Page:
THE WALL p.59-80

I do love the way Sartre writes, and his humor. In this case I was delighted with one quiet joke. When a prisoner reveals that the Spanish military at times kill people by running over them with trucks in order to save ammunition, the Sartre-like figure replies: “But, it costs them petrol!” I like that sort of savage out-side-the-box humor which Sartre often uses.

All the prisoners are going to die and they experience the expectation -- “tomorrow life is no longer possible.”

“In the state I was in, if someone had come and told me I could go home quietly, that they would leave me my life whole, it would have left me cold: several hours or several years of waiting is all the same when you have lost the illusion of being eternal.”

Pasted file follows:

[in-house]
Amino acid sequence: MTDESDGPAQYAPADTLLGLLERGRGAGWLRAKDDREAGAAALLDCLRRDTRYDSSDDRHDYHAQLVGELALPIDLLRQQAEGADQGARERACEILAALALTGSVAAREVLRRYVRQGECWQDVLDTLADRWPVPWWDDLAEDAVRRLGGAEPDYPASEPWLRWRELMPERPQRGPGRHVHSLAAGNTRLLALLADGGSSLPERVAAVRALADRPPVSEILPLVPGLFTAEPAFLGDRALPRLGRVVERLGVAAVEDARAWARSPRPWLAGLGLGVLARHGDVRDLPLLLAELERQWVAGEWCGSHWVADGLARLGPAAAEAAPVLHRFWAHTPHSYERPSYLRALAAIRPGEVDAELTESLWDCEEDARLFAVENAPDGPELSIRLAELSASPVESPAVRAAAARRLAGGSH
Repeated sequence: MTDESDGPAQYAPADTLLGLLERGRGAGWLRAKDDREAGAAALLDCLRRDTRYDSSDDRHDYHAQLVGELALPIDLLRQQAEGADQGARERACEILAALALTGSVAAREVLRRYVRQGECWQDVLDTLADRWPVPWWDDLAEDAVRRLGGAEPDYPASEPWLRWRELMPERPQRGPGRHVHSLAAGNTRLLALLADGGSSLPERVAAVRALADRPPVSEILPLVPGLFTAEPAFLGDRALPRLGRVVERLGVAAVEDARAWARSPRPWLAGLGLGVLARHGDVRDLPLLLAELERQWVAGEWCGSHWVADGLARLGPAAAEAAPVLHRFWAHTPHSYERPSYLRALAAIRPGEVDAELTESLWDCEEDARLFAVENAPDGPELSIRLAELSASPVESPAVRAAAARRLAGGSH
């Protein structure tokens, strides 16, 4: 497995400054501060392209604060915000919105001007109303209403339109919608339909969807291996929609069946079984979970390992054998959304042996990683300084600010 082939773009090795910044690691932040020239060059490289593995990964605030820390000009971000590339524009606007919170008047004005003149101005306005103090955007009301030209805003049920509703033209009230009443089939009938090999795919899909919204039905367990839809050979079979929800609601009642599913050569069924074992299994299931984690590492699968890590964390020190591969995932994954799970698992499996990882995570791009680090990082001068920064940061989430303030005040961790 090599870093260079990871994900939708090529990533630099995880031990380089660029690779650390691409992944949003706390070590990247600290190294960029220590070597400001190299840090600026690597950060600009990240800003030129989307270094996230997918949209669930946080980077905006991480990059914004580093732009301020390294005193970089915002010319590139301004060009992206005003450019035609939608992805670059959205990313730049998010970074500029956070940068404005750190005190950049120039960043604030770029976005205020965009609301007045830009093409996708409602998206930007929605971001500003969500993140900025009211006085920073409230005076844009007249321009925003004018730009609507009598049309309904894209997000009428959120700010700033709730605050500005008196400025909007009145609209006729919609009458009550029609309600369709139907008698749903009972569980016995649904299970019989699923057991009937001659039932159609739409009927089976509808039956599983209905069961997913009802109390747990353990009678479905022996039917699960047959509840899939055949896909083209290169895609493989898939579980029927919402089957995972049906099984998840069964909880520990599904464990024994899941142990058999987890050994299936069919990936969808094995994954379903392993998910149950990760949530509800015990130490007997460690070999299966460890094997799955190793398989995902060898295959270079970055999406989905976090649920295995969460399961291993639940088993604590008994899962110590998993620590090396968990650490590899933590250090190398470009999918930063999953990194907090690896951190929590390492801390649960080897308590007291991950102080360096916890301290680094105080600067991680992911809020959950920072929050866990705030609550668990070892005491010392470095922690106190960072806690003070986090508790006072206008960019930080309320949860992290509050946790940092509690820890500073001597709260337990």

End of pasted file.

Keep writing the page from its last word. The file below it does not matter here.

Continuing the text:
This seem nonsense to me. Things happen in the world we can’t imagine and have no control over. Like, for example, Gris being found in the cemetery as the prisoner had made up! We simply live every day with our mortality.


This is a long and rather sad story of Lucian Fleurier from his birth until his adulthood. This rather unlikeable young man was a bit of a terror as a child, flirting seriously with suicide and often destructive. But, at least in that period he was mainly himself. However, as he entered adolescence and young adulthood he became increasingly influenced by others, manipulated by them, giving up his own freedom to the will of those others. He was easily impressed and wanted acceptance.